Products That Fill Needs—Now

Opinion: Five categories top the IT agenda for the second half of 2006.

Recently the intrepid analysts at eWEEK Labs took on the task of identifying the 25 most important technology products of the past 25 years. You can check out their slide show to see if you agree with the selections. I thought Id take a stab at something less ambitious, but more immediate. With the year more than half over, what are the five most important products needed by the end of 2006?

1. Virtualization that is cheap and easy for system administrators. This one is a bit of a cheat, as Ive seen a product that comes really close. The developers at remote PC management company LogMeIn are about to introduce LogMeIn IT Reach. My trip to view the demo involved only an elevator ride to the first floor of our building, but the idea of systems administrators gaining sophisticated, but not confusing, tools for monitoring and administering their networks via the Web is really compelling.

With products such as Tivoli and OpenView becoming supersophisticated Web services management offerings, a simple Web-based tool for checking out the health of the server room would be welcomed by administrators. Servers have been getting clobbered by the heat recently, and having a simple tool to diagnose, repair and reboot makes a lot more sense than that 3 a.m. wake-up call.

2. The IT utility meter. This one shouldnt be that hard. All those companies that spent millions of dollars developing software agents that can manage software utilization, security risks and hardware capacity should be able to do this. How about making it simple for the systems administrator to be able to tell his or her boss how much power is being sucked up in the server room and on the desktops? If you want to call it a power-sucker meter instead of an IT utility meter, be my guest.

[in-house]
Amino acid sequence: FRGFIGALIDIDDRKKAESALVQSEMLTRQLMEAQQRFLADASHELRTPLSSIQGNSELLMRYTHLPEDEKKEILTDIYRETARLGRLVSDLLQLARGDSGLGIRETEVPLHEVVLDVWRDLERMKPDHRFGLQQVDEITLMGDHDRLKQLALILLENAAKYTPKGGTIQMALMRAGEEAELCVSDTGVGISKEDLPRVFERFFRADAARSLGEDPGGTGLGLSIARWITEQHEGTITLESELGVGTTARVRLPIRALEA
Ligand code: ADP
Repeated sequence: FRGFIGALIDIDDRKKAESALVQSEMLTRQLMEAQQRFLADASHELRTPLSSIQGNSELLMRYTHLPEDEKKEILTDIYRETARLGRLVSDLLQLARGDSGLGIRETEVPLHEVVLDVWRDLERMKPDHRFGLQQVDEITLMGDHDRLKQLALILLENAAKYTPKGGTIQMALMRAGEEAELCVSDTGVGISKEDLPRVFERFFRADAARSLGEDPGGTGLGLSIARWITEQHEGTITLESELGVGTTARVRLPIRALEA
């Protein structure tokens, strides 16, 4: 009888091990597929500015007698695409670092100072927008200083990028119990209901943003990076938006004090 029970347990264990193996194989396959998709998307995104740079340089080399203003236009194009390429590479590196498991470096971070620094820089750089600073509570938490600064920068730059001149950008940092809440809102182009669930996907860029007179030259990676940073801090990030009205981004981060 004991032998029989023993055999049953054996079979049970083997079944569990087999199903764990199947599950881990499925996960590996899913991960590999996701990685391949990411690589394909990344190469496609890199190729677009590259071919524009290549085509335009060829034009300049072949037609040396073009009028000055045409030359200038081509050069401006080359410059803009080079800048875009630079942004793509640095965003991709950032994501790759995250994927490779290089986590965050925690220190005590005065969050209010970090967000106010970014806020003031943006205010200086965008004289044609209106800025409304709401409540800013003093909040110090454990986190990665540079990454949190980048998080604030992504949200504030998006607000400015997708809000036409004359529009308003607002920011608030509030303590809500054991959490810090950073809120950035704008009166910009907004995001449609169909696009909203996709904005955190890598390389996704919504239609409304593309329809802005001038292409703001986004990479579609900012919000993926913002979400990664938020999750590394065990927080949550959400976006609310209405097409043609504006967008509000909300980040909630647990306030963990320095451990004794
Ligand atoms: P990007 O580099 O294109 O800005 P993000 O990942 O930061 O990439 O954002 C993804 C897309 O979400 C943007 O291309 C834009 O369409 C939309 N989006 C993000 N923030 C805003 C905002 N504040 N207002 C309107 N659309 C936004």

3. A simple way to improve desktop and laptop performance. This one is also a bit of a cheat, as I recently took Diskeeper Version 10 for a ride on my laptop. Here is a product thats been around for about 25 years and gets better with every new version.

The latest release went into my drive and found all those errant bits, put them where they should be, and did all that work in the background while I went about my important tasks of e-mailing and surfing the Web. The end result was a laptop that actually ran rather than lumbered along. The most common complaint of nontech execs is that their systems are running slow. Go grab Diskeeper 10 and improve your life by making your boss happy.

4. Computers that are safe to use. Hello, Dell? Quit thinking that you are going to get back into the race on price alone. How about pushing the security envelope?

The inclusion of the new Intel Core Duo will set off a new round of price and performance benchmarks for computer vendors, but I think it will be the vendors that can talk about the Trusted Platform Module, show the ability to easily turn notebook ports off and on, and efficiently prevent wireless snooping that will distinguish themselves this year.

5. The redesigned IT pro. IT has spent a couple of years being beleaguered; belittled; and, on occasion, outsourced. recently suffered an embarrassing power outage, and Bloglines seems to suffer outages on a regular basis. If these new Web 2.0 companies are indications of what the business-to-business world can expect for performance in the new world of Web services, something is very amiss. If the IT managers of today want to make it until tomorrow, they need to reassess and re-design their profession. Technology expertise by itself isnt enough, and neither are purely business decisions. Those who excel at both business and technology in a global environment will survive. Between now and the end of the year, we need a new respect for the IT pros who are supposed to keep the new world of computing from crashing.

Editorial Director Eric Lundquist can be reached at


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